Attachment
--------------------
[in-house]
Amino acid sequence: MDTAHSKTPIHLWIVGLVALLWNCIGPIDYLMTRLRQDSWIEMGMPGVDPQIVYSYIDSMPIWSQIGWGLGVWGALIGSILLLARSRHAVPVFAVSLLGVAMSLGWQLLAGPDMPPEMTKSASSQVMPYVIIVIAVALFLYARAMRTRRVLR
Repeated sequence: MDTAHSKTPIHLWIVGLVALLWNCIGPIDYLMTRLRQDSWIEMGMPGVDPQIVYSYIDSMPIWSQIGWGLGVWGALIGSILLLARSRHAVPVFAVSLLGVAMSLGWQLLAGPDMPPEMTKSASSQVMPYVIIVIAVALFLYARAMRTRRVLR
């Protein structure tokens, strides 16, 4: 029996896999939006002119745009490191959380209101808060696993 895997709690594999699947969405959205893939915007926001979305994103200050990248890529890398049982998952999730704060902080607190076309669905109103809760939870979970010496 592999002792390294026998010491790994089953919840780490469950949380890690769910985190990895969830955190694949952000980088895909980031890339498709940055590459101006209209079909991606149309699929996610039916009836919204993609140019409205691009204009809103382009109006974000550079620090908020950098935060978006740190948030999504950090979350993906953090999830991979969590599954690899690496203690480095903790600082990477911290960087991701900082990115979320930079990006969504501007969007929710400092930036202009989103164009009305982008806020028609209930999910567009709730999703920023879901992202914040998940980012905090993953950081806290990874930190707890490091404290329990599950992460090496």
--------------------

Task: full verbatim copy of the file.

[in-house]
Amino acid sequence: MDTAHSKTPIHLWIVGLVALLWNCIGPIDYLMTRLRQDSWIEMGMPGVDPQIVYSYIDSMPIWSQIGWGLGVWGALIGSILLLARSRHAVPVFAVSLLGVAMSLGWQLLAGPDMPPEMTKSASSQVMPYVIIVIAVALFLYARAMRTRRVLR
Repeated sequence: MDTAHSKTPIHLWIVGLVALLWNCIGPIDYLMTRLRQDSWIEMGMPGVDPQIVYSYIDSMPIWSQIGWGLGVWGALIGSILLLARSRHAVPVFAVSLLGVAMSLGWQLLAGPDMPPEMTKSASSQVMPYVIIVIAVALFLYARAMRTRRVLR
């Protein structure tokens, strides 16, 4: 029996896999939006002119745009490191959380209101808060696993 895997709690594999699947969405959205893939915007926001979305994103200050990248890529890398049982998952999730704060902080607190076309669905109103809760939870979970010496 592999002792390294026998010491790994089953919840780490469950949380890690769910985190990895969830955190694949952000980088895909980031890339498709940055590459101006209209079909991606149309699929996610039916009836919204993609140019409205691009204009809103382009109006974000550079620090908020950098935060978006740190948030999504950090979350993906953090999830991979969590599954690899690496203690480095903790600082990477911290960087991701900082990115979320930079990006969504501007969007929710400092930036202009989103164009009305982008806020028609209930999910567009709730999703920023879901992202914040998940980012905090993953950081806290990874930190707890490091404290329990599950992460090496």